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NOAA locates wreckage of crab fishing vessel off St. George Island, Alaska

July 20, 2017

Two NOAA ships, en route to scientific missions in Alaskan waters, helped locate the missing fishing vessel Destination at the request of the U.S. Coast Guard Marine Board of Investigation. The Destination and its six crew members were lost February 11, 2017, while fishing for snow crab northwest of St. George, Alaska.

NOAA Ship Oscar Dyson, a fisheries survey vessel, conducted the first survey from April 30 through May 1. The Dyson used its multibeam echo sounder to search the area around the last known position of the Destination. While the ship was not able to positively identify any contacts as the Destination, it did narrow the search area.

A second survey by NOAA Ship Fairweather, a hydrographic survey vessel, was conducted on July 8 and 9. The Fairweather used its multibeam sonar, designed for seafloor mapping and object detection, to locate the Destination in approximately 250 feet of water. 

A 3-D image from NOAA Ship Fairweather multi-beam sonar. The profile of the F/V Destination is clearly visible, including the bulbous bow to the right, the forward house and mast, equipment (likely crab pots) stacked amidships, the deck crane aft, and the skeg and rudder.
A 3-D image from NOAA Ship Fairweather multi-beam sonar. The profile of the F/V Destination is clearly visible, including the bulbous bow to the right, the forward house and mast, equipment (likely crab pots) stacked amidships, the deck crane aft, and the skeg and rudder. (NOAA)

With the wreckage and debris field located by NOAA ships, a U.S. Coast Guard dive team aboard Coast Guard Cutter Healy will use a remotely operated vehicle to investigate the wreckage later this month. Imagery from the ROV will provide visual confirmation of the wreck site and become part of the Coast Guard’s Marine Board of Investigation, which holds its public hearing August 7-18 in Seattle.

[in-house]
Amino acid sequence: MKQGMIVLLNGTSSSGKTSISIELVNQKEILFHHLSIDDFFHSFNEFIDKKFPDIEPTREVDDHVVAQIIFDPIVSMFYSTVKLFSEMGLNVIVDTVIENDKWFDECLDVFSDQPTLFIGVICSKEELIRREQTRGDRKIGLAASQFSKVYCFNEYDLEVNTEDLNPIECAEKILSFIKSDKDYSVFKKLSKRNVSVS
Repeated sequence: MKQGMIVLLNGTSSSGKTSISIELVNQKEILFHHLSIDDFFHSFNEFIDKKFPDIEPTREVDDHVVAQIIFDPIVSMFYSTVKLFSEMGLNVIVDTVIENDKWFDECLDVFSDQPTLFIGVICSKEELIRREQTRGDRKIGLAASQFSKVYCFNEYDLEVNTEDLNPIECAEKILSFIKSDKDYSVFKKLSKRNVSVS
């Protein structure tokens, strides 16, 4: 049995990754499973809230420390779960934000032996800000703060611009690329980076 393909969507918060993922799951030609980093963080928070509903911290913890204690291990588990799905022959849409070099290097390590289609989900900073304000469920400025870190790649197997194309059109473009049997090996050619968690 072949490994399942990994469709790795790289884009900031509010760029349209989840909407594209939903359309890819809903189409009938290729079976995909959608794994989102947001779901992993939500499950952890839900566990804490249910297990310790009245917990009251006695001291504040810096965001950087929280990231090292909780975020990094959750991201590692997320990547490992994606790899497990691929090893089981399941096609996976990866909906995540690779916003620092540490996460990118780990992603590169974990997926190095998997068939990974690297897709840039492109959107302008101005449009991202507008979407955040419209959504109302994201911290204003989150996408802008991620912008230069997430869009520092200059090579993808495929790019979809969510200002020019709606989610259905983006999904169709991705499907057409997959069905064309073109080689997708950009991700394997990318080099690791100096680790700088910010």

“The Marine Board appreciates NOAA’s help in locating the wreckage of the F/V Destination,” said Cmdr. Scott Muller, U.S. Coast Guard, chairman of the Marine Board of Investigation. “The vessel location is an instrumental piece of our investigation. We have a long partnership with NOAA to support the safety of those on the sea and appreciate their assistance in this and past investigations.”

"The crew and officers ofOscar Dyson and Fairweather were honored to assist the Coast Guard in this investigation,” said Capt. Keith Roberts, NOAA Corps, commanding officer of NOAA’s Marine Operations Center - Pacific. “Our thoughts are with the families and loved ones of those lost aboard the Destination.”

NOAA and the Coast Guard have a long history of collaboration, underscored by their shared mission to promote safety at sea. The unique capabilities of NOAA research and survey ships have been instrumental in assisting marine accident investigations, involving both vessels and aircraft.

 

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